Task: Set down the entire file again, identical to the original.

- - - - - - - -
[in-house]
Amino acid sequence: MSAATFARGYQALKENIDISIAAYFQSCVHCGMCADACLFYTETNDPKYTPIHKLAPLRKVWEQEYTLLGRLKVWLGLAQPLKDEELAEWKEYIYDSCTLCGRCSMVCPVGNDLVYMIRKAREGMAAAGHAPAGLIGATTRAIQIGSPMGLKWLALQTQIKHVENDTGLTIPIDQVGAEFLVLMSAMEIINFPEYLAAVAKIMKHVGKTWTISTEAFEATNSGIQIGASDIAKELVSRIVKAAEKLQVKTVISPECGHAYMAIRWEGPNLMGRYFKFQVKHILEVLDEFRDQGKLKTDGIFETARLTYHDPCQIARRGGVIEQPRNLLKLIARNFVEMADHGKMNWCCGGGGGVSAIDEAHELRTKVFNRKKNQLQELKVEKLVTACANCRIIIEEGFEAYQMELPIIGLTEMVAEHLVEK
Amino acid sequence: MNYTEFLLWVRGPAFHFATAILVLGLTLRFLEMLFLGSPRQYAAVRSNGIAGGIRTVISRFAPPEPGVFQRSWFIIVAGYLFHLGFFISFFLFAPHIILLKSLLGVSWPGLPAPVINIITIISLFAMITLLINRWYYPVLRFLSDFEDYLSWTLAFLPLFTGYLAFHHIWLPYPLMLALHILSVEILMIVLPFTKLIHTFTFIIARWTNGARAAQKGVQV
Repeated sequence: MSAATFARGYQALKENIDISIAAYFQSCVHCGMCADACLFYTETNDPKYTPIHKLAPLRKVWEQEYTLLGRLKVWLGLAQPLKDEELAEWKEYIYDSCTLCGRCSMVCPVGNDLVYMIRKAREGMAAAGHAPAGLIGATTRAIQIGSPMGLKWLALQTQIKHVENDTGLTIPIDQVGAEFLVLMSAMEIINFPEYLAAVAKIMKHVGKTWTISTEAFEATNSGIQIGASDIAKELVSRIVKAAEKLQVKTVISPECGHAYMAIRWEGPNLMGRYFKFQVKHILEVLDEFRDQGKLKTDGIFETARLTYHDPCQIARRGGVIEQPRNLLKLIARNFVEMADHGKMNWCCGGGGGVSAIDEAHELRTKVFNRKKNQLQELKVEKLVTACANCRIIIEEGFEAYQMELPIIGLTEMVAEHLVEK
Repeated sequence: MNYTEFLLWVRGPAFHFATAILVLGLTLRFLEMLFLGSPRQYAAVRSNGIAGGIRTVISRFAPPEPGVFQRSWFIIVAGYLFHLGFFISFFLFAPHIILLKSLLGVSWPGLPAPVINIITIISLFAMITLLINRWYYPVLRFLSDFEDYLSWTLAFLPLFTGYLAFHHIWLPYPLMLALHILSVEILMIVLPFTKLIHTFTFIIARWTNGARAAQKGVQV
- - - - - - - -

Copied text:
[in-house]
Amino acid sequence: MSAATFARGYQALKENIDISIAAYFQSCVHCGMCADACLFYTETNDPKYTPIHKLAPLRKVWEQEYTLLGRLKVWLGLAQPLKDEELAEWKEYIYDSCTLCGRCSMVCPVGNDLVYMIRKAREGMAAAGHAPAGLIGATTRAIQIGSPMGLKWLALQTQIKHVENDTGLTIPIDQVGAEFLVLMSAMEIINFPEYLAAVAKIMKHVGKTWTISTEAFEATNSGIQIGASDIAKELVSRIVKAAEKLQVKTVISPECGHAYMAIRWEGPNLMGRYFKFQVKHILEVLDEFRDQGKLKTDGIFETARLTYHDPCQIARRGGVIEQPRNLLKLIARNFVEMADHGKMNWCCGGGGGVSAIDEAHELRTKVFNRKKNQLQELKVEKLVTACANCRIIIEEGFEAYQMELPIIGLTEMVAEHLVEK
Amino acid sequence: MNYTEFLLWVRGPAFHFATAILVLGLTLRFLEMLFLGSPRQYAAVRSNGIAGGIRTVISRFAPPEPGVFQRSWFIIVAGYLFHLGFFISFFLFAPHIILLKSLLGVSWPGLPAPVINIITIISLFAMITLLINRWYYPVLRFLSDFEDYLSWTLAFLPLFTGYLAFHHIWLPYPLMLALHILSVEILMIVLPFTKLIHTFTFIIARWTNGARAAQKGVQV
Repeated sequence: MSAATFARGYQALKENIDISIAAYFQSCVHCGMCADACLFYTETNDPKYTPIHKLAPLRKVWEQEYTLLGRLKVWLGLAQPLKDEELAEWKEYIYDSCTLCGRCSMVCPVGNDLVYMIRKAREGMAAAGHAPAGLIGATTRAIQIGSPMGLKWLALQTQIKHVENDTGLTIPIDQVGAEFLVLMSAMEIINFPEYLAAVAKIMKHVGKTWTISTEAFEATNSGIQIGASDIAKELVSRIVKAAEKLQVKTVISPECGHAYMAIRWEGPNLMGRYFKFQVKHILEVLDEFRDQGKLKTDGIFETARLTYHDPCQIARRGGVIEQPRNLLKLIARNFVEMADHGKMNWCCGGGGGVSAIDEAHELRTKVFNRKKNQLQELKVEKLVTACANCRIIIEEGFEAYQMELPIIGLTEMVAEHLVEK
Repeated sequence: MNYTEFLLWVRGPAFHFATAILVLGLTLRFLEMLFLGSPRQYAAVRSNGIAGGIRTVISRFAPPEPGVFQRSWFIIVAGYLFHLGFFISFFLFAPHIILLKSLLGVSWPGLPAPVINIITIISLFAMITLLINRWYYPVLRFLSDFEDYLSWTLAFLPLFTGYLAFHHIWLPYPLMLALHILSVEILMIVLPFTKLIHTFTFIIARWTNGARAAQKGVQV